After breakfast, we got on the road for Houston. The goal was to arrive in time to explore Space Center Houston. This portion of the trip was only a little tricky in that there aren't many high powered charging solutions (that we were prepared for anyway) in the area in and around the space center. This would mean a little more planning to ensure we wouldn't be stuck somewhere waiting on a public charger to get us to our next destination. We had planned stops at a supercharger in Lake Charles, LA, a Level 2 (meaning slower) charger in Baytown, TX, and a charge at our hotel for the night in Houston, TX. When we arrived at Lake Charles at around 10:30, we noticed that there was a Sonic right next to the supercharger. Well, we had actually planned to eat at the Sonic in Baytown later that day so we started thinking... if we did a range charge (charge the Tesla all the way up) there would be no need to stop in Baytown. Range charges take longer, as Oliver will be happy to explain,  as it takes almost as long to get from 80% to 100% full as it does from 10% to 80%. Stuffing in every last electron just takes longer. Saving the extra stop might be worth it and we would just eat an early lunch at around 11:30. We met some great folks who were at Sonic in their Corvettes. They had just lost some cash at the local casinos and were washing down their woes with milkshakes. Prior to lunch, I was able to get some supercharger crossfit in, for those in the the know this was intended to be a 20 minute AMRAP of 30 single unders (jump rope), 20 squats, and 10 push ups. Oliver turned it into a photo session, so I am not sure what I ended up with...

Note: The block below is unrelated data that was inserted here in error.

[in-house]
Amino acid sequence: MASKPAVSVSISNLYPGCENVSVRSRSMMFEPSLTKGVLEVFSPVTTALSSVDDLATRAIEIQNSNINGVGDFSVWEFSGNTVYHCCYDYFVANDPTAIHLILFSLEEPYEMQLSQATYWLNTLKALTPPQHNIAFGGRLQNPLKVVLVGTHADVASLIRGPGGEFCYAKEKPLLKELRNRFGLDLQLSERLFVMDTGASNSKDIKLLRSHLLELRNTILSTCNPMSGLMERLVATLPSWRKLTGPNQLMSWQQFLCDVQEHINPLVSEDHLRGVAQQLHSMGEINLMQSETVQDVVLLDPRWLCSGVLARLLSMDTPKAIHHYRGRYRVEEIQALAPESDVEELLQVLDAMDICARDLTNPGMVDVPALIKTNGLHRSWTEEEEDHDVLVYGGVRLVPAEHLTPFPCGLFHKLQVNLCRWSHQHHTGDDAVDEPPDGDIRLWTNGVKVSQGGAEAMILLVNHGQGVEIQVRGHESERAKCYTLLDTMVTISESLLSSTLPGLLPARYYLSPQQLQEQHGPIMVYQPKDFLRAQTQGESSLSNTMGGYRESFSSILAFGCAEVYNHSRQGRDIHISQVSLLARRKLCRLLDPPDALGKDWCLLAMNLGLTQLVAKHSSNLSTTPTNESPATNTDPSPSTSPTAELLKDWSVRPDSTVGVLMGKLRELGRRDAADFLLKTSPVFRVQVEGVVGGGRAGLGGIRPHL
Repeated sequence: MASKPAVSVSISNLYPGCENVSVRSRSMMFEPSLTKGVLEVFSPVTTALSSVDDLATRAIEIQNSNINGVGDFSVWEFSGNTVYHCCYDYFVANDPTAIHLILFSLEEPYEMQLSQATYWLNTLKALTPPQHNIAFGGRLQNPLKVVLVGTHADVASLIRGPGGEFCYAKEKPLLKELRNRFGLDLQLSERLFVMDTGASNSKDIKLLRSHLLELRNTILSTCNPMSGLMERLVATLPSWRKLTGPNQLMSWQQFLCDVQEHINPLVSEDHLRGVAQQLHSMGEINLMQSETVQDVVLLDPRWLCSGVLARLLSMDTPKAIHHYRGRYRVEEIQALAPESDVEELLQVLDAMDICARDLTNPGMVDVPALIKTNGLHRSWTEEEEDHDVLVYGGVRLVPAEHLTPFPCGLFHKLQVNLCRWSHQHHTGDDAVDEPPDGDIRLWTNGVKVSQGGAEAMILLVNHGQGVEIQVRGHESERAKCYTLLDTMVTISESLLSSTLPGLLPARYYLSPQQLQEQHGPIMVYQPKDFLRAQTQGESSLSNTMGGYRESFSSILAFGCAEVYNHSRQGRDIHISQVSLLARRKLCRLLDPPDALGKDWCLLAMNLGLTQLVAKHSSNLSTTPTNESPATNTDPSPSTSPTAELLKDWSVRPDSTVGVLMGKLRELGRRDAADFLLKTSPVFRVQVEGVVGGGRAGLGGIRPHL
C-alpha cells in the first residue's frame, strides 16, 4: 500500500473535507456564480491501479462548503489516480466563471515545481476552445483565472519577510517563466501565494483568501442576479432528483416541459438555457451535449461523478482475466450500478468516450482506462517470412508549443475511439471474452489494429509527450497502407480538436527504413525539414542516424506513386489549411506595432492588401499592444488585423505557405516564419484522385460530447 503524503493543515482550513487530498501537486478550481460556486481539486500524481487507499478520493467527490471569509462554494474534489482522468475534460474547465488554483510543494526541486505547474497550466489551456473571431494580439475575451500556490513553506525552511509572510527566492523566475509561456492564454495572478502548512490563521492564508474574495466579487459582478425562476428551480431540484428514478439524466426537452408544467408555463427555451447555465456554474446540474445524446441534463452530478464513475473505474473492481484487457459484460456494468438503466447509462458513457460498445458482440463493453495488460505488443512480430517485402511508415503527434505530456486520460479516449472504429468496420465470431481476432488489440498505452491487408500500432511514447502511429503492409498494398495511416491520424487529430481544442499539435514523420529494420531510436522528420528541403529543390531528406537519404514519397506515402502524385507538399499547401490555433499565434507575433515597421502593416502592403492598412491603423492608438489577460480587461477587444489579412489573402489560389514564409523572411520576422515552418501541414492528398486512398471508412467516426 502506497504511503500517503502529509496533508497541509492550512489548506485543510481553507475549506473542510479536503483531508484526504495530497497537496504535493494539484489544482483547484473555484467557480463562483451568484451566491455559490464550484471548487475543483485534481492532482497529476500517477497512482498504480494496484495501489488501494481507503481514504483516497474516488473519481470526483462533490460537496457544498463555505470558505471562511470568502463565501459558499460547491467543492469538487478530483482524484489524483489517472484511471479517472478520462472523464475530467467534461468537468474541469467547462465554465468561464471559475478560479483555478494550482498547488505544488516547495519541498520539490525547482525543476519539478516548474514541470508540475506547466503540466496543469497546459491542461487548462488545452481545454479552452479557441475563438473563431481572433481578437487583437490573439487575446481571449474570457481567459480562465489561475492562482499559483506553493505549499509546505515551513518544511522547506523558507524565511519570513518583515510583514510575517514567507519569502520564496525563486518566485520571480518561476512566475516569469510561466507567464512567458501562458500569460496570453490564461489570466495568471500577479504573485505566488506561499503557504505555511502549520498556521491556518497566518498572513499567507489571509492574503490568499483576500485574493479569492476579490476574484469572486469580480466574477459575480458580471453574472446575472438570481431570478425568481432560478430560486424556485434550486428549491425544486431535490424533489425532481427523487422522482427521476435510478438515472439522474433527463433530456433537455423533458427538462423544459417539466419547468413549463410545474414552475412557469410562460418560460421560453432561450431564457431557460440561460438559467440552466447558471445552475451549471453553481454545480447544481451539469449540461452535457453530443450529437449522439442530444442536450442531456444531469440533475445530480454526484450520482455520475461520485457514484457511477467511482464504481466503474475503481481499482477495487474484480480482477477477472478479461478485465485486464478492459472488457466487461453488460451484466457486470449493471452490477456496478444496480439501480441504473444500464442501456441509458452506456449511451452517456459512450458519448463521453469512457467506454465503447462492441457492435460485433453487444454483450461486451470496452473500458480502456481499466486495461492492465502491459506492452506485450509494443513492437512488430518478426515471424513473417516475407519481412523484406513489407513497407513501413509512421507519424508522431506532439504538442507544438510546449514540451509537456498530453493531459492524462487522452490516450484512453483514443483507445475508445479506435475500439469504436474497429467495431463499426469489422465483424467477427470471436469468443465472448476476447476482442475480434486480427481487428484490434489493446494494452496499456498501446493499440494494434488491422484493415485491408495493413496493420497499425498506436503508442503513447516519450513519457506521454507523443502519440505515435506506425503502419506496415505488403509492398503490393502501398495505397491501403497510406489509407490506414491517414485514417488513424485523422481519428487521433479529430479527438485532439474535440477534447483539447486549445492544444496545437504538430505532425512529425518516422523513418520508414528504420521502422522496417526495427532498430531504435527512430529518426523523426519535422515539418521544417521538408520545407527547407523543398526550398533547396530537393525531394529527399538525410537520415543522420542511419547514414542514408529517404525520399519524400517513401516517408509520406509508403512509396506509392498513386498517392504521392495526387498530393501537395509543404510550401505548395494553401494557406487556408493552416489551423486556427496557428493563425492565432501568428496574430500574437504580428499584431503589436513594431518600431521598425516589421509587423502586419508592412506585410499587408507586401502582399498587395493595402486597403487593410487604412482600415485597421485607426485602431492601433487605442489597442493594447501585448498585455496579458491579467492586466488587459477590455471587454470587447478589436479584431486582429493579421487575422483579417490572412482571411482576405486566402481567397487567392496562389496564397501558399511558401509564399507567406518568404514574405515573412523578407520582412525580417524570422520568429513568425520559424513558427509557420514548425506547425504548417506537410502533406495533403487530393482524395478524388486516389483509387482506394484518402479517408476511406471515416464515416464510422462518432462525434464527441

After lunch it was straight to the Space Center Houston. The navigation system messed with us bit and we ended up having to get directions from some federal officers on the base. Also, Oliver became obsessed with a light ouse we saw so we had to discuss finding it after our time at the space center. At the space center, we toured mission control at the Johnson Space Center, the rocket yard, and Independence Plaza among other others. We got to see many lunar artifacts that were very interesting. Oliver had fun but ran out of energy early, we ended up leaving before closing. He just wanted to find that lighthouse.

We were able to use the map in the Tesla to figure out where that lighthouse was located. When we arrived at the lighthouse, I realized it was part of a development and not an actual lighthouse. That explained things a bit, because I couldn't figure out why a light house would be placed so far inland. 

We ended the day and one of the fancier hotels of the trip, the Hotel Zaza. Oliver loved this place. We had a great dinner and Oliver made a new friend with someone visiting from San Francisco, spent some time in the pool, and were happy to get some down time in a room with a view. Since the hotel is in the museum district, we'll spend some time exploring in the morning before heading on to Oklahoma.